Close

Frozen Meadow Trek

Photos from a winter walk at Mass Audubon Wildlife Sanctuary in Princeton, MA,

It was a chilly 22 degrees at Wachusett Meadow today.
The Beaver Lodge was coated in snow and surrounded by ice.
A light layer of ice on the snow in the South Meadow shone in the low winter light.
Bluebird houses, abandoned until the spring, are a familiar sight along numerous trails.
The cross country skiers and snowshoers who trekked before me made my hike a bit easier today.

Follow the Fur

Eastern Gray Squirrel, Wachusett Meadow Wildlife Sanctuary, Princeton, MA

Most Eastern Gray Squirrels don’t have the brown face and back stripe that this one, seen under the feeders at Wachusett Meadow, does. That makes it easily identifiable, and a perfect candidate for following this winter. I’ll be noticing how much time it spends under the feeders, how far it travels along the nearby stone walls and trees, its feeding habits, and its social interactions.


Critter Conference

An important meeting was held today under the birdfeeders at Wachusett Meadow.

Wachusett Meadow Wildlife Sanctuary, Princeton, MA

Feeder Friends

The ground around the feeders at Mass Audubon Wachusett Meadow bustles with familiar visitors during the winter months.

White-throated Sparrow
Northern Cardinal
Tufted Titmouse
Eastern Blue Jay
Northern Mockingbird
House Sparrow

Suet Duet

Nuthatches and woodpeckers were engrossed in the suet feeders at Wachusett Meadow today. Meanwhile, the Wildlife Pond glowed with the rusty hues of late fall in Central Massachusetts.

White-Breasted Nuthatch
Downy Woodpecker
Wildlife Pond, Wachusett Meadow Wildlife Sanctuary, Princeton, MA

Lily Pad Launch

Autumnal lily pads dance within and over the Wildlife Pond.

Wildlife Pond, Wachusett Meadow Wildlife Sanctuary

Wetland Colors

The vegetation surrounding the Beaver Wetlands is bursting with gold, orange and crimson this week.

Wachusett Meadow Wildlife Sanctuary, Princeton, Massachusetts

Heron Hike 2

The foliage in Central Massachusetts is becoming more brilliant each day. Swamp maples surrounding the beaver lodge at Wachusett Wildlife Sanctuary are nearly at peak color.

Meanwhile, the juvenile Great Blue Heron featured in the previous post is still roaming the sanctuary. It seems in no rush to migrate, perhaps because of the warm weather this week.

Beaver Lodge, Wildlife Pond, Wachusett Meadow Wildlife Sanctuary
Juvenile Great Blue Heron, South Meadow

Heron Hike

Vibrant ponds and the sight of a Great Blue Heron stepping out across the meadow combined to make a memorable fall hike at Wachusett Meadow Wildlife Sanctuary.

Rock Fire Pond
Great Blue Heron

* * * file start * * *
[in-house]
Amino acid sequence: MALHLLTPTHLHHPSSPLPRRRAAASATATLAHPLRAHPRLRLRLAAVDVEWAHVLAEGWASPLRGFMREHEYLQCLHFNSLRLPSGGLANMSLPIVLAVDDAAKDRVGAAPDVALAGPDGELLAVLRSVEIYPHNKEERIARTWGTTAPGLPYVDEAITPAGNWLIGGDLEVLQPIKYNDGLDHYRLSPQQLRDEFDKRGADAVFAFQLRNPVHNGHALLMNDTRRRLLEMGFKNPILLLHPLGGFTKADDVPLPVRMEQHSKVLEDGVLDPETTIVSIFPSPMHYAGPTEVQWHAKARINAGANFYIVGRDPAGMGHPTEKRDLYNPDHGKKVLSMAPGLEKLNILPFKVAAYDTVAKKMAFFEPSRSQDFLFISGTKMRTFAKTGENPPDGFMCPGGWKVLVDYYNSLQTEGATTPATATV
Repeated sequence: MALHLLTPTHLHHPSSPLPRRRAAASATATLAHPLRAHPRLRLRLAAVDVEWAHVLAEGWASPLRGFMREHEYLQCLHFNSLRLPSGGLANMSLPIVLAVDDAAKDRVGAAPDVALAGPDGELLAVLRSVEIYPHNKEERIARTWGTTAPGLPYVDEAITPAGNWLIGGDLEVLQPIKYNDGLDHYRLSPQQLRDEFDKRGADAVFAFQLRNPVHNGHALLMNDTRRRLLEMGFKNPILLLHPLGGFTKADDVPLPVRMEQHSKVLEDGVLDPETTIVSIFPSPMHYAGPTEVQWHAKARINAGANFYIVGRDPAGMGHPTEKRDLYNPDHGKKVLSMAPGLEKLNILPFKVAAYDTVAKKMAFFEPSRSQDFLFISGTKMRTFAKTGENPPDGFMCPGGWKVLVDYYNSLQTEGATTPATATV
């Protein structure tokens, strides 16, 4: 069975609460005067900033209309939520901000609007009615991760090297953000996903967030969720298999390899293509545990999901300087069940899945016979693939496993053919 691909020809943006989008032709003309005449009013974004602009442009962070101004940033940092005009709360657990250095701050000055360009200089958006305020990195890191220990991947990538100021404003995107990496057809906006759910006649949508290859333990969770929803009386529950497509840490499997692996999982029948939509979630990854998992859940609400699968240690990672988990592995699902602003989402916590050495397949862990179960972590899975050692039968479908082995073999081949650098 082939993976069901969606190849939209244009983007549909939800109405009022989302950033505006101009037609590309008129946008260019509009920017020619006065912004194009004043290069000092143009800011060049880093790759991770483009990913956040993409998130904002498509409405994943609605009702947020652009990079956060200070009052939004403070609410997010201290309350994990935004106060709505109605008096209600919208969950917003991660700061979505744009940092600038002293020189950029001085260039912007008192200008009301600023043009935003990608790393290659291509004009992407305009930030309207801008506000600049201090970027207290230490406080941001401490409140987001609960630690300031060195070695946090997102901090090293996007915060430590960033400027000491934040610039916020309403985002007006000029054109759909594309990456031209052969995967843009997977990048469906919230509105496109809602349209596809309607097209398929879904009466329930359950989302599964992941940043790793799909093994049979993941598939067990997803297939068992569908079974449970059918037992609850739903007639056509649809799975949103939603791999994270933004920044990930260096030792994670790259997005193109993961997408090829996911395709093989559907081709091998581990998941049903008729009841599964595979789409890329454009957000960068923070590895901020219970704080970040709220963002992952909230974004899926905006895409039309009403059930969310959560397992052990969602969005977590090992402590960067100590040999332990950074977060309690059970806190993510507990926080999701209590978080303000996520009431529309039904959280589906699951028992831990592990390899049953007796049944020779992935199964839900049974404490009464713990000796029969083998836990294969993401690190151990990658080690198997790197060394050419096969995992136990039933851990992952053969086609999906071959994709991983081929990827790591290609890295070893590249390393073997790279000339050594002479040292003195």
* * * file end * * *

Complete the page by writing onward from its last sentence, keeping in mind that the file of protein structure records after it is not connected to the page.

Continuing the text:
Wildlife Pond

Meadow Magic Hour

Late August meadows in New England foretell the bold autumn tree colors yet to come.

On a late August evening, Wachusett Meadow in Princeton is awash in gold tones and green shadows. The top of the boathouse rises up mysteriously behind tall wildflowers.
Looking across the stone wall to the North Meadow, raking light accentuates patches of green mown grass that contrast with alternating waves of white asters and goldenrod.
In storybook fashion, a shady path descends into the South Meadow.
Autumnal reds and yellows carpet the landscape.
Corridors of Joe Pye Weed capture the eye.
Wild asters surprise with their spiky yellow globes.
Unsurprisingly, I am not alone in admiring this magical habitat.

Heron Hang Out

A Great Blue Heron and its habitat.

Great Blue Heron, Wildlife Pond, Wachusett Meadow Audubon, Princeton, MA
It’s common to see a heron on or around the dead tree branches during the summer, especially during the late afternoon.
The water is unusually high due to the record-breaking rain in Central Massachusetts. Plenty of fish here to attract a Great Blue.
It can be easy to miss a heron, as they often blend in so well with their environment, and remain motionless for long periods of time.

Wachusett Meadow

A meadow is an area with shallow ground water that allows grasses and wildflowers to flourish. Meadows support a wide range flora and fauna that could not thrive in other habitats, including flowers for native bees and other pollinators.

A recent ramble through this habitat at Mass Audubon’s Wachusett Meadow enabled me to study and appreciate the flowers and grasses up close. In turn, three common meadow creatures kept an eye on me as I walked.

Eastern Bluebird
Common Purple Vetch and Other Meadow Grasses
Wild Turkey

Red-winged Blackbird
Common Milkweed

For more information visit: https://www.massaudubon.org/get-outdoors/wildlife-sanctuaries/wachusett-meadow

To learn more about meadow habitats, visit http://www.magnificentmeadows.org.uk/conserve-restore/importance-of-meadows

All Are Welcome

It’s turkey time at the Wachusett Meadow Audubon in Princeton, MA.

Wachusett Meadow Audubon Sanctuary
A group of thirteen baby turkeys, also called poults, strolled with their mother last evening at the Wachusett Meadow Audubon. Starting at the visitors’ entrance, they ambled across the front porch and over the lawn. Their destination? Bird feeders with fallen seeds underneath.
%d bloggers like this: